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We Need You: Support the leaders fighting for our democracy

The COVID-19 health crisis is exposing society’s cracks, injustices, and inequities. It is disproportionately impacting people of color, incarcerated people, and the marginalized communities we support. 

Now is not the time to pause on building long-term political power. Which is why, today, we’re asking for your support. 

The Community Well-Being and Resilience Fund

Tides Advocacy is redirecting $150,000 to provide gap funding to our communities and we are asking you to join us. This initial investment establishes the Community Well-being and Resilience Fund in order to direct unrestricted general operating support to our fiscally-sponsored projects who address systemic inequities for those most-impacted by the crisis. We will prioritize organizations with low budgets who may have to lay off staff, or those who need to pivot from canvassing to digital strategies in order to sustainably carry out their work. 

How our partners are responding

Tides Advocacy partners with over 100 movement leaders across the country who are strengthening  our democracy, all while finding ways to support mutual aid and get critical support out. We know they are not receiving the level of funding they need. Moreover, federal aid has thus far excluded 501(c)(4) advocacy organizations from critical loan packages.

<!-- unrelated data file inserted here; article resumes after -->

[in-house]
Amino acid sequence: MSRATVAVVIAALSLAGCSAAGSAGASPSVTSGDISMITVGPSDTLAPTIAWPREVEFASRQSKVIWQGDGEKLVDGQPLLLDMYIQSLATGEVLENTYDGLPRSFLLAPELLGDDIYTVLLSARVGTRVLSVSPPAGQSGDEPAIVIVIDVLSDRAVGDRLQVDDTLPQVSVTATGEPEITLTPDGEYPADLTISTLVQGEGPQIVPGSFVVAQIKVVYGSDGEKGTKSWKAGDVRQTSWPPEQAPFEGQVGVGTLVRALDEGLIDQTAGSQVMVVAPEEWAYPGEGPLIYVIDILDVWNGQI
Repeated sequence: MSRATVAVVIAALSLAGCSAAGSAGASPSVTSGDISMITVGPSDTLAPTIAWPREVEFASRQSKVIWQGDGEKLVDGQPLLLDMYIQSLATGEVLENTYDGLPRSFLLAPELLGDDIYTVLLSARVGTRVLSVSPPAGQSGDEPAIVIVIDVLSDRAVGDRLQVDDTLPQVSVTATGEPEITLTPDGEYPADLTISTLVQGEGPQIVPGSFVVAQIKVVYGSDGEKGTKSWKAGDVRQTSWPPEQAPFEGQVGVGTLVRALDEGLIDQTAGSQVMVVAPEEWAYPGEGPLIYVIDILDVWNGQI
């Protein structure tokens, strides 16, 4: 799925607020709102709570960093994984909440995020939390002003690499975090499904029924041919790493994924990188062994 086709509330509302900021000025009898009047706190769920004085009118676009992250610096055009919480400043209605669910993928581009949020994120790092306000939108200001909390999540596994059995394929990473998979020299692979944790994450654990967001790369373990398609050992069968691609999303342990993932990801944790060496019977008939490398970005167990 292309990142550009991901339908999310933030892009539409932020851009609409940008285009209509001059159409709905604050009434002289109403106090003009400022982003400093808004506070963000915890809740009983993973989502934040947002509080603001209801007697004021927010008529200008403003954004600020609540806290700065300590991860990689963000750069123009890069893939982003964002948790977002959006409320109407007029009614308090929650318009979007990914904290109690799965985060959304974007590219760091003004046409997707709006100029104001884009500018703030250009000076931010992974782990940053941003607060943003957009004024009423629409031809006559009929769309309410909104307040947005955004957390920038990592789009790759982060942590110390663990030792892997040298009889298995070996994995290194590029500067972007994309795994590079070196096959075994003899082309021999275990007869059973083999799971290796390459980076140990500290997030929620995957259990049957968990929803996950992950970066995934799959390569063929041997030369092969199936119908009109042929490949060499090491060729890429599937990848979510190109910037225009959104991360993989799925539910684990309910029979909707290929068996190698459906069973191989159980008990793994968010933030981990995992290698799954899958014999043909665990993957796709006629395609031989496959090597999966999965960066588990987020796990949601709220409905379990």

Here are a few examples of how our network is building power:

  • Black Leaders Organizing for Communities (BLOC) in Wisconsin sued the state to help stop the primaries. Why is this critical? They’ve cut the number of voting stations so drastically that it would prevent our communities from voting, even if it was safe.
  • La Defensa is working in coalition to help get people out of jail, out of pretrial detention, and out of juvenile centers. It’s led to the largest decarceration in LA County – and it’s all happening in the middle of a crisis. This is what collaborative advocacy looks like. 
  • Detroit Action and its state-wide sister organization, Michigan Action, have spent years building community in and around Detroit and fighting for a more just and equitable economy. That muscle they’ve built has made them a leader during the response.
  • Residents in Flint were having their water turned off in the midst of a public health crisis, where public health officials’ leading advice has been to wash your hands for 20 seconds or more. Flint Rising partnered with many others to stop the state from turning off water.

What we are doing out of necessity has the potential to enfranchise millions, connect our poorest communities to needed tax revenue, and expand civic engagement. This can only happen if we have the courage to support this critical work today. 

Here’s how you can help: 

  1. Look at the partners on our website that you may or may not already be supporting.  
  2. Contact us if you’d like to learn more and match us with unrestricted c4 dollars via ACH wire transfer or check.
  3. Donate online to the Tides Advocacy Community Well-being and Resilience Fund. 
  4. You can also match with a 501(c)(3) donation at our affiliate, Tides, through the Stronger Together Fund

Thank you, as ever, for your support.